Our concern here is forming relationships that will have a good influence on us, so we would be wise to pick pro-social groups to join. Pro-social groups are ones with positive social values or perform actions meant to help others. Luckily, opportunities abound: neighborhood civic associations, local organizations with a structured volunteer system, or national organizations with local chapters (like Rotary Club or Dining for Women, which holds monthly potluck dinners and raises grant money for development projects that empower women). Even if you think you’re not a “joiner,” this is a tested means for making good friends.
An urgent caveat: drawing lines between what sociologists call “in-group” and “out-group” has resulted in the darkest chapters of human history: the Holocaust, apartheid, the Rwandan genocide. But the opposite is also true. Identifying with a pro-social group can have the net positive effect we’re looking for. Namely, a wellbeing boost for ourselves, other people, and the planet.
Tip #70: Seek Spiritual Fellowship
I grew up going to church every Sunday, and while I no longer consider myself religious, I still value the church’s influence on my upbringing. I sometimes wonder now if I should reconnect with a local church or Buddhist community. Would this give me greater wellbeing?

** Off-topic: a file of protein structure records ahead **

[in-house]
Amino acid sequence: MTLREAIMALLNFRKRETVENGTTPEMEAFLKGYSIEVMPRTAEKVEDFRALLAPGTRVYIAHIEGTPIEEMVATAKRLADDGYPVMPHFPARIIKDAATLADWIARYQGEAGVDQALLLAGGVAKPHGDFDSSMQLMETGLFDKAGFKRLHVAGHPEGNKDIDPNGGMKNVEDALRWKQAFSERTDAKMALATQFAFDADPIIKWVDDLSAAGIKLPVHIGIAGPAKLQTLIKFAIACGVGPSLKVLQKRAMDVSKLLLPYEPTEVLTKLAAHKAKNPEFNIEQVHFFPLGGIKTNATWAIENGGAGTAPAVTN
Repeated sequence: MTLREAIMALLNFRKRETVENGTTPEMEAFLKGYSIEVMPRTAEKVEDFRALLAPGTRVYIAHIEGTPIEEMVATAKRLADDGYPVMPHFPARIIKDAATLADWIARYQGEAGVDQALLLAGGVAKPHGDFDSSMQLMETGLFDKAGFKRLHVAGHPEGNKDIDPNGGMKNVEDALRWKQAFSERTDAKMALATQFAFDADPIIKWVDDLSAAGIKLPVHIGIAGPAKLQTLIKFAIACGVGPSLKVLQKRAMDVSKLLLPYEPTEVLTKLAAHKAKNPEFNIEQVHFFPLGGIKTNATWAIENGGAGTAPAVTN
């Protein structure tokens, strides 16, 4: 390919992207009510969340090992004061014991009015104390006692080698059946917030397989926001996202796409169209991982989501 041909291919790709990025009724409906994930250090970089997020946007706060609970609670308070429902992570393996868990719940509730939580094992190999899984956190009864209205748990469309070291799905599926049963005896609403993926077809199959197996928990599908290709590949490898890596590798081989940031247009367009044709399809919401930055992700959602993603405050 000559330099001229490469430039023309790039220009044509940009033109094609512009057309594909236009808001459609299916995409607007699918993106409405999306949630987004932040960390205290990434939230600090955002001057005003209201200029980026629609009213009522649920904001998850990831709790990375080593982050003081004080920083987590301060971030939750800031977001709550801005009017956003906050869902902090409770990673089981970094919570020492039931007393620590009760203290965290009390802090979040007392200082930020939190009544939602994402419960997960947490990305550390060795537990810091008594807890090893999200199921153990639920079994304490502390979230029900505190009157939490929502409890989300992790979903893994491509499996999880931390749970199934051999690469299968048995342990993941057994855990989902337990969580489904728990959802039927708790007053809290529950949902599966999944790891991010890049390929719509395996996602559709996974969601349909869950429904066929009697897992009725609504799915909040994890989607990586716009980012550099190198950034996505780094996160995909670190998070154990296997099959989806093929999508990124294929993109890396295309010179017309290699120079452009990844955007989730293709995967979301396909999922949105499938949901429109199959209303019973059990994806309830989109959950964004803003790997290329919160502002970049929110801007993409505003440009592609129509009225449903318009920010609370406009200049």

As it turns out, yes. Numerous studies indicate that religious people have higher wellbeing than non-religious ones. In the US, annual Gallup polls consistently find that Americans who identify as very religious have the highest life satisfaction. The reasons are still unclear and often depend on demographics, geography, and socio-economic situation, among other factors. But we can at least point to a few likely explanations. First is the social nature of most religions, which provides members with regular opportunities to learn, practice, and celebrate together. Second is the sort of “insurance policy” for adherents when they face some sort of crisis (like a global pandemic). There’s great peace of mind in the faith that [insert name of god] will protect and provide. And third is the sense of purpose and connection to something larger than oneself.
So if you’re still thinking about what kind of group you’d like to join, you might just follow the Buddha’s advice about good friends and seek out some spiritual fellowship. You’ll not only have higher wellbeing; you’ll be well on your way to becoming a better person.
Teens are most in need of good friends, and they need more help in making them. Next week we’ll explore 6 ways for the adults in their lives to support their social life. See you then!